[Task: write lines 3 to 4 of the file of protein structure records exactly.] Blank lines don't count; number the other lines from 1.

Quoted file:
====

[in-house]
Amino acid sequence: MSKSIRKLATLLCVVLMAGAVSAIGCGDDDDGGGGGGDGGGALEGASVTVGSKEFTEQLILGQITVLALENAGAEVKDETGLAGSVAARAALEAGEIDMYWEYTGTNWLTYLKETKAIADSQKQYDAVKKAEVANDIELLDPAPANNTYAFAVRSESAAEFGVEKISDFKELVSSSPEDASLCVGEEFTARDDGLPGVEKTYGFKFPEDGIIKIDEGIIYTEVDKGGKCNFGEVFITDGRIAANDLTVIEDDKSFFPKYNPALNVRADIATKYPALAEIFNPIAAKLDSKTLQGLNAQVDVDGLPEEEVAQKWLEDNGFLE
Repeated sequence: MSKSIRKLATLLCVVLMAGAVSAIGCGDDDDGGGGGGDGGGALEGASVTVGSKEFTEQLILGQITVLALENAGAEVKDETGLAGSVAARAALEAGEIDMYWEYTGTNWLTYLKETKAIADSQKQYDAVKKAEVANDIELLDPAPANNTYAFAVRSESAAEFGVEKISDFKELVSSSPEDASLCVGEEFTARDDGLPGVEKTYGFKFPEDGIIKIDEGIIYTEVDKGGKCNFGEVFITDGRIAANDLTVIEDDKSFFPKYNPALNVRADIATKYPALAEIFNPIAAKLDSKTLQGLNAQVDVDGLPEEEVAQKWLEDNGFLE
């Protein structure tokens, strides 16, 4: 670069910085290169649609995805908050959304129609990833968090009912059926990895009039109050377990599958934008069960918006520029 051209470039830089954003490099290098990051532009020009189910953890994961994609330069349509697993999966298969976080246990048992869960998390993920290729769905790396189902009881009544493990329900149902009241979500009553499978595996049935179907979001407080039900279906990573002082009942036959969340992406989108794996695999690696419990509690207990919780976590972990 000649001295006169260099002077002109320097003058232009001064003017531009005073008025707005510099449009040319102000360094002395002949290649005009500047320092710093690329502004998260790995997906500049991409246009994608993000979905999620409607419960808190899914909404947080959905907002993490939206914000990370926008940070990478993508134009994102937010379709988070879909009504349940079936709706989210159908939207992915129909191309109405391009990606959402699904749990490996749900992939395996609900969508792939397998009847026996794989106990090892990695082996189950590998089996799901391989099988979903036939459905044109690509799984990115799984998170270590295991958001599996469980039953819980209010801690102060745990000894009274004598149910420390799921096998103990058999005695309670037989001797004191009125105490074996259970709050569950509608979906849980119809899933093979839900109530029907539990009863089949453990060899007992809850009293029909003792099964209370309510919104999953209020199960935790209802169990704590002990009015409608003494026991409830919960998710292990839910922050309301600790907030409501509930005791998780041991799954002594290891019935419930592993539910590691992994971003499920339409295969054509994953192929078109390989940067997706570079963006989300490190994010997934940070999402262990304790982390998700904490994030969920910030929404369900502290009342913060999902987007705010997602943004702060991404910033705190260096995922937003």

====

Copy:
Repeated sequence: MSKSIRKLATLLCVVLMAGAVSAIGCGDDDDGGGGGGDGGGALEGASVTVGSKEFTEQLILGQITVLALENAGAEVKDETGLAGSVAARAALEAGEIDMYWEYTGTNWLTYLKETKAIADSQKQYDAVKKAEVANDIELLDPAPANNTYAFAVRSESAAEFGVEKISDFKELVSSSPEDASLCVGEEFTARDDGLPGVEKTYGFKFPEDGIIKIDEGIIYTEVDKGGKCNFGEVFITDGRIAANDLTVIEDDKSFFPKYNPALNVRADIATKYPALAEIFNPIAAKLDSKTLQGLNAQVDVDGLPEEEVAQKWLEDNGFLE
């Protein structure tokens, strides 16, 4: 670069910085290169649609995805908050959304129609990833968090009912059926990895009039109050377990599958934008069960918006520029 051209470039830089954003490099290098990051532009020009189910953890994961994609330069349509697993999966298969976080246990048992869960998390993920290729769905790396189902009881009544493990329900149902009241979500009553499978595996049935179907979001407080039900279906990573002082009942036959969340992406989108794996695999690696419990509690207990919780976590972990 000649001295006169260099002077002109320097003058232009001064003017531009005073008025707005510099449009040319102000360094002395002949290649005009500047320092710093690329502004998260790995997906500049991409246009994608993000979905999620409607419960808190899914909404947080959905907002993490939206914000990370926008940070990478993508134009994102937010379709988070879909009504349940079936709706989210159908939207992915129909191309109405391009990606959402699904749990490996749900992939395996609900969508792939397998009847026996794989106990090892990695082996189950590998089996799901391989099988979903036939459905044109690509799984990115799984998170270590295991958001599996469980039953819980209010801690102060745990000894009274004598149910420390799921096998103990058999005695309670037989001797004191009125105490074996259970709050569950509608979906849980119809899933093979839900109530029907539990009863089949453990060899007992809850009293029909003792099964209370309510919104999953209020199960935790209802169990704590002990009015409608003494026991409830919960998710292990839910922050309301600790907030409501509930005791998780041991799954002594290891019935419930592993539910590691992994971003499920339409295969054509994953192929078109390989940067997706570079963006989300490190994010997934940070999402262990304790982390998700904490994030969920910030929404369900502290009342913060999902987007705010997602943004702060991404910033705190260096995922937003």